Hooke's Law (spring)
Hooke’s Law of elasticity is an approximation that states that the amount by which a material body is deformed (the strain) is linearly related to the force causing the deformation (the stress).
A spring is an elastic object used to store mechanical energy. The rate or spring constant of a spring is the change in the force it exerts, divided by the change in deflection of the spring.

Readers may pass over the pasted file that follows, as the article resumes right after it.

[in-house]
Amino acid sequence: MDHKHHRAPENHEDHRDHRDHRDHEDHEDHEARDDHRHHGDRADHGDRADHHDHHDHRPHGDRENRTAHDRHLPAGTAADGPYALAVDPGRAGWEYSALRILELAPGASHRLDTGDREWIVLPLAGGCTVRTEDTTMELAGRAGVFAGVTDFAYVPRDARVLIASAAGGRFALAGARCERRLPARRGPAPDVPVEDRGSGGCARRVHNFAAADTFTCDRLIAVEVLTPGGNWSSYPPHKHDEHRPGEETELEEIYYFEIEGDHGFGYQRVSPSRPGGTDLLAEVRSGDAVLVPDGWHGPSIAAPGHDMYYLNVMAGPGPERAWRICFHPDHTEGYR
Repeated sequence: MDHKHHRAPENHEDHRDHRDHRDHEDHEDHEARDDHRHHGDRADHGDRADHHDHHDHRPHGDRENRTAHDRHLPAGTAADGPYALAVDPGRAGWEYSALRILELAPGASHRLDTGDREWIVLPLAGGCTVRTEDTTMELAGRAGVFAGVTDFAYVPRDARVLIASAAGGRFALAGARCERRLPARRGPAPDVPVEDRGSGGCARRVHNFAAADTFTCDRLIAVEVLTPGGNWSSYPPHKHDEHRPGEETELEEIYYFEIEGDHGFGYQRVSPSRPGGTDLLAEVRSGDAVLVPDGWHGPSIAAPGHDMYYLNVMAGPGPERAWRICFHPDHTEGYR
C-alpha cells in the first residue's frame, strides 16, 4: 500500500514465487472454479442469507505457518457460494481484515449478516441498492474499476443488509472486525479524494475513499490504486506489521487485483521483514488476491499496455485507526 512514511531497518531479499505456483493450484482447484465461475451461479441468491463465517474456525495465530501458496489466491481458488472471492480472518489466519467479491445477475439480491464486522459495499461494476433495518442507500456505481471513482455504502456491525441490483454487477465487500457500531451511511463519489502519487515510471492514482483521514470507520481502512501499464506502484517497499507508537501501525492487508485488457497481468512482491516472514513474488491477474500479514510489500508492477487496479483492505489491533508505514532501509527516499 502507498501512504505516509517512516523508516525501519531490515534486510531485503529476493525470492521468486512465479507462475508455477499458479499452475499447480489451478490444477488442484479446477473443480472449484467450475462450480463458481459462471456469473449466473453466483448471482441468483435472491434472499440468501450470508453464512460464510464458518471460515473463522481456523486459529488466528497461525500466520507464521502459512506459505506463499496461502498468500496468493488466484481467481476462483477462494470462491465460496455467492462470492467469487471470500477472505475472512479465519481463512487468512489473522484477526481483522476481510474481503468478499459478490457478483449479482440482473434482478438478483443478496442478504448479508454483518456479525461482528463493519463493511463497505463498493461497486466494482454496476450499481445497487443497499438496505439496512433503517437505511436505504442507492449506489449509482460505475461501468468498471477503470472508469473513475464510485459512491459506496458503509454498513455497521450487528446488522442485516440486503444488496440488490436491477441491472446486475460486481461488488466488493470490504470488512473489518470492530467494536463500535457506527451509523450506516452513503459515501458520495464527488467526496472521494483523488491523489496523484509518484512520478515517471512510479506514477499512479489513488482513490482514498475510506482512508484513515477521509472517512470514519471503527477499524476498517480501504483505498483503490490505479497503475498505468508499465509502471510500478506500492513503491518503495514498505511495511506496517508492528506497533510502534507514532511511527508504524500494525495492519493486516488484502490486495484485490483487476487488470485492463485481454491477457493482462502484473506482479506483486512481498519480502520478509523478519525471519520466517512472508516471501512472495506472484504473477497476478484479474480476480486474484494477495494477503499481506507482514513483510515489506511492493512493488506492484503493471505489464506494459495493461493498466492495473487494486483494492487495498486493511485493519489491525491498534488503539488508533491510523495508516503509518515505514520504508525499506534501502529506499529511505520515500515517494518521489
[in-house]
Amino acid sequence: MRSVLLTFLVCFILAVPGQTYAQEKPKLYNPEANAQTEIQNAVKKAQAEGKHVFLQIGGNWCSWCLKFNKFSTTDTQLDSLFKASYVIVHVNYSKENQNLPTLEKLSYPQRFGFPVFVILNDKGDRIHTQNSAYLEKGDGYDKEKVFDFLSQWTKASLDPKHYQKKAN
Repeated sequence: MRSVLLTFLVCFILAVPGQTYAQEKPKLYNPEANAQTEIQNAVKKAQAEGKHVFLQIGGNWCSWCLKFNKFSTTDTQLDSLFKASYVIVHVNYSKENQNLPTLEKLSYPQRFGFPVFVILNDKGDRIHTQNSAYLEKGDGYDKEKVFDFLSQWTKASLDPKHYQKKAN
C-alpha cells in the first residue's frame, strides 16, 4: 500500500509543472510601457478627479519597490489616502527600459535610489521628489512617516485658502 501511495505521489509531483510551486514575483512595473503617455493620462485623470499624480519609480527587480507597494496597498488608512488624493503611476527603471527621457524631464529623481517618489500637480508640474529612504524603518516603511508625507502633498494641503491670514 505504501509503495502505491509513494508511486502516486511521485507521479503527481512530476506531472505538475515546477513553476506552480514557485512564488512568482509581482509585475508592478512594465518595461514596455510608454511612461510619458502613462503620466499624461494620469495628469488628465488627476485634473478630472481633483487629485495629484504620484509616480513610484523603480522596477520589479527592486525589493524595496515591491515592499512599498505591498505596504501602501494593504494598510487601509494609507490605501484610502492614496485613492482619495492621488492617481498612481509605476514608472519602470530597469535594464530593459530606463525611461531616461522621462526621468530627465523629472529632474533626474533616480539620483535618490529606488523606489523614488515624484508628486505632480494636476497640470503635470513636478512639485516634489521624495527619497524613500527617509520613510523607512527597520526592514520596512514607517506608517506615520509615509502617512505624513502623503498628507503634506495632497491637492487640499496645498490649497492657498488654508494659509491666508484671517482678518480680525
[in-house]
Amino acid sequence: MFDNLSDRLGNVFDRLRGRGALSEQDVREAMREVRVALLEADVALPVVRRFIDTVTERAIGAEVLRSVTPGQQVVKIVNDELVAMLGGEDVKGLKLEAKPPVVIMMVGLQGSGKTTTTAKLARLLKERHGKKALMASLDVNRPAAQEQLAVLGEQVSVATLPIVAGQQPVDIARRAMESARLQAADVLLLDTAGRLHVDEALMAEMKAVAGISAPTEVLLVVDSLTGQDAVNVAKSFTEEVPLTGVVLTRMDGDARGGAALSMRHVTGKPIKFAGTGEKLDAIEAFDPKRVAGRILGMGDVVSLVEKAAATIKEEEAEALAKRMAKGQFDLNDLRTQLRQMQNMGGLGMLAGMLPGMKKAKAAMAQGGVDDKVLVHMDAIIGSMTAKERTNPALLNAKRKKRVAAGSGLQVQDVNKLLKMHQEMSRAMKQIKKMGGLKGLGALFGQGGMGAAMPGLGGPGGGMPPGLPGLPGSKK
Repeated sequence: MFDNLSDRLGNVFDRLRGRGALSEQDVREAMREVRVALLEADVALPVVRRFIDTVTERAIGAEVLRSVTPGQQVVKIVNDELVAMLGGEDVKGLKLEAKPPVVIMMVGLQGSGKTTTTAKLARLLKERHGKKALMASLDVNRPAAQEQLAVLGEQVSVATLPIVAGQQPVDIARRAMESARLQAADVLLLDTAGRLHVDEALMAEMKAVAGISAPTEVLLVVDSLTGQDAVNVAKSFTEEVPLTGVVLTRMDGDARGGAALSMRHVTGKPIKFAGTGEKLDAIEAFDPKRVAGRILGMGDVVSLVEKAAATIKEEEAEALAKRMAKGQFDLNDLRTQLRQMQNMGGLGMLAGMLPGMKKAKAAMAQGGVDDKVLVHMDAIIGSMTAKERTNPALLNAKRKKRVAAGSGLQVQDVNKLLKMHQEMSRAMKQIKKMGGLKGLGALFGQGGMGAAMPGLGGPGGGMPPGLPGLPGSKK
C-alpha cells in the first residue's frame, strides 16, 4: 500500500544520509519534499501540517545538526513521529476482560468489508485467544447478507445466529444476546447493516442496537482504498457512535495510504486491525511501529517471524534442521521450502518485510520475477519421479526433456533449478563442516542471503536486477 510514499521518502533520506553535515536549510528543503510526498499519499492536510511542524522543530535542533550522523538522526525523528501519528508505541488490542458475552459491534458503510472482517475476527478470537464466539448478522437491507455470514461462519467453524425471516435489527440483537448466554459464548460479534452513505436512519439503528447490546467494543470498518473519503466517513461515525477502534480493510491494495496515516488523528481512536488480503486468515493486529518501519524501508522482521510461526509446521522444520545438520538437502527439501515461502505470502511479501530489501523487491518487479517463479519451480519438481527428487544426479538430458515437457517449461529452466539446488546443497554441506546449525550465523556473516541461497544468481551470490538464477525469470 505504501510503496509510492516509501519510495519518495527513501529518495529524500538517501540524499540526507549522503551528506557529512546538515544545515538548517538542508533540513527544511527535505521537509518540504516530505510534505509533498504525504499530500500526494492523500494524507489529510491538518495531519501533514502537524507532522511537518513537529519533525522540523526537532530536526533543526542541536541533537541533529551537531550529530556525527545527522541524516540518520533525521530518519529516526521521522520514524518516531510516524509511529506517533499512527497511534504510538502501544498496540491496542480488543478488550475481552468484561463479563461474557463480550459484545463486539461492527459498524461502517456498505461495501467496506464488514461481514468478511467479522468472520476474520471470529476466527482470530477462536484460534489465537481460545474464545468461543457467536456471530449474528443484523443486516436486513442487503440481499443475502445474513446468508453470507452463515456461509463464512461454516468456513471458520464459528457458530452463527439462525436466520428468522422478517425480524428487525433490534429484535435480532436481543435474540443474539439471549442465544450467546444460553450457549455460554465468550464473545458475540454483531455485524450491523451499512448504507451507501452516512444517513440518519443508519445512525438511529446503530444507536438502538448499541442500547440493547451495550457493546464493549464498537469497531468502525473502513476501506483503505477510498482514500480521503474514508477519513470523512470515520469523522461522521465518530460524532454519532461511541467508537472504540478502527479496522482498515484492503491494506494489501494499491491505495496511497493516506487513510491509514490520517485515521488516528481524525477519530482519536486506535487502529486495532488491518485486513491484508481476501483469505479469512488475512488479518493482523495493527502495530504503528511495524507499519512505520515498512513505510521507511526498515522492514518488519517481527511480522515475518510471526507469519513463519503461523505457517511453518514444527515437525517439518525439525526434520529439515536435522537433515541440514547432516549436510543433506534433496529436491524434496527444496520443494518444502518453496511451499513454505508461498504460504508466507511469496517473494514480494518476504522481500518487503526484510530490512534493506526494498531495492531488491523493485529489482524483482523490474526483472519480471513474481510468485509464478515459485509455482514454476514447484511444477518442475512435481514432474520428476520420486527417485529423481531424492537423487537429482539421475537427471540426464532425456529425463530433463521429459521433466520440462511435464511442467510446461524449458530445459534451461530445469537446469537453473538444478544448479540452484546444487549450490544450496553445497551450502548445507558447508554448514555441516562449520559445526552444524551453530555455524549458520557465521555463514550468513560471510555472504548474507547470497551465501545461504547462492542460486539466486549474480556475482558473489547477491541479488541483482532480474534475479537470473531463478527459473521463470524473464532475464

Hooke’s law for a spring is often stated under the convention that F is the restoring (reaction) force exerted by the spring on whatever is pulling its free end. In that case the the direction of the restoring force is opposite to that of the displacement.
Hooke’s spring law usually applies to any elastic object, of arbitrary complexity, as long as both the deformation and the stress can be expressed by a single number that can be both positive and negative.
|x||Distance from Equilibrium (m)|
|x0||Spring Equilibrium Position (m)|
|k||Spring Force Constant (N/m)|